Brando212, on 16 November 2012 - 17:59, said:
cluster**** how so? Start8 seems to have done it just fine
Creates an even bigger discontinuity. Windows is moving to the Metro side of things, slowly but surely. You certainly shouldn't need to go through one to get to the other.
Tyler R., on 16 November 2012 - 18:55, said:
It's much easier on a touch screen. On larger monitors and multiple monitors it's cludgie and unintuitive. Metro was designed for touch screens in mind--If it not, then why are they pushing ultra books and aio's with touch screens so hard?
Dot--let's have a mature conversation about Metro and the desktop. We want more options and more polish on the desktop. We want more features in the default apps that were killed in the the previous version--aka "simplifying the UI by removing good features". Microsoft did a hack job on the desktop part of the UI, which is where most of the disappointed people, like myself spend most of their time. It's goofy having two control panels, it's goofy having two IE's, It's goofy having two ways to listen to music (WMP and Music apps), it's goofy how Metro and desktop apps don't talk to each other. (I make a bookmark in Desktop IE--why doesn't it show up in Metro IE? You stated before that they are different api's. I'm not a programmer, but couldn't they write an api to talk to the metro and desktop api's?), amongst other things you've probably heard before. If it was truly an immersive experience, I'd rarely have to touch the desktop. I should be able to rip a CD as FLAC, WAV or mp3 in the music app, or transfer a file to my hard drive (metro windows explorer) , there should be only one IE, or at least 2 that talk to each other, there should be only one control panel that forces companies to drop their legacy code and rewrite it for the future or make people stop useing old programs--like Boarman. Why can't I have 1 app on each monitor in a multi monitor setup? Because it was made for tablets--tablets have one screen. Are you starting to understand what we mean by "cludgie" and "unintuitive"? If Microsoft fixes this in Windows 9, I'd be more than happy to buy a license. Don't get me wrong: Metro brings lots of new features to the table that are awesome, but some things need to be fixed before some of us adopt it. Thanks Dot.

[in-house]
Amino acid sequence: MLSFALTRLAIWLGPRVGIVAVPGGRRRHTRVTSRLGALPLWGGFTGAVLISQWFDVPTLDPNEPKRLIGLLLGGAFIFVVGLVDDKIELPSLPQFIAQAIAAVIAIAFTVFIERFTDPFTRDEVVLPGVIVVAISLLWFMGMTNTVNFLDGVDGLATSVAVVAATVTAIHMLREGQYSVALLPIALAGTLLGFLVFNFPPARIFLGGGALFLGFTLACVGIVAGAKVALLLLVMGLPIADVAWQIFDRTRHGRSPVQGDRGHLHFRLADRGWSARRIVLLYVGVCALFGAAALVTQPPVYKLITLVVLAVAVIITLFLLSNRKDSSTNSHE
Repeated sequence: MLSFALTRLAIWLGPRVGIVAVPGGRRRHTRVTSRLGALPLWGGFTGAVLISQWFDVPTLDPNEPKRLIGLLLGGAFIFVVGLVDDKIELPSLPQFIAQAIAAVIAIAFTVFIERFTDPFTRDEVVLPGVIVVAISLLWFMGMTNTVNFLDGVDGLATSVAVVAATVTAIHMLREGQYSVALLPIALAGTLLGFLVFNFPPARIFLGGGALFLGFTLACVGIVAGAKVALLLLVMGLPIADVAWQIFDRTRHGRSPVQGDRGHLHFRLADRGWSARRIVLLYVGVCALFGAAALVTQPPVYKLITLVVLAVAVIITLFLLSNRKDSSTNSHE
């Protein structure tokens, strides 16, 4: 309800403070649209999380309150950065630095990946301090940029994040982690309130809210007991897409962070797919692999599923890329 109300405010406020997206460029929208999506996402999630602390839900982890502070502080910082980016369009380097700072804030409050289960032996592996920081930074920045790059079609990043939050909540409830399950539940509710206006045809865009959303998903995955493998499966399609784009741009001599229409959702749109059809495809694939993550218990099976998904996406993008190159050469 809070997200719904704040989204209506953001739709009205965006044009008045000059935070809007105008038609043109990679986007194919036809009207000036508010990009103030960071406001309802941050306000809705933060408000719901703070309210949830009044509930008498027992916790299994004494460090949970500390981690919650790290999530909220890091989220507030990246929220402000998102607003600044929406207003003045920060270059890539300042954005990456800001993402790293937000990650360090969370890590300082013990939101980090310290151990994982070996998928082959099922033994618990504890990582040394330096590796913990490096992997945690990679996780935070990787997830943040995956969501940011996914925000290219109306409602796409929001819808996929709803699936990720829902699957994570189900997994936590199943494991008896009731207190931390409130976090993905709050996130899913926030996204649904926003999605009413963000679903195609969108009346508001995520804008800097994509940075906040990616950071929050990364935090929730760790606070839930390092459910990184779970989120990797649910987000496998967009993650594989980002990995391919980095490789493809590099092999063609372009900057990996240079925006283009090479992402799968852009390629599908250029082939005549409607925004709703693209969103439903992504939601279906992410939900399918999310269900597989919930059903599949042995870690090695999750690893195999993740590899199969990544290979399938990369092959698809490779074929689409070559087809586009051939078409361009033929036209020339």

I am being mature. Even if you don't use Metro apps, and only pin Win32 icons, the Start Screen is still a bigger and better experience than the old Start Menu. You still have beautiful tiles laid out the way you want to and not hacked and thrown together in a kludgy, hard to see, menu.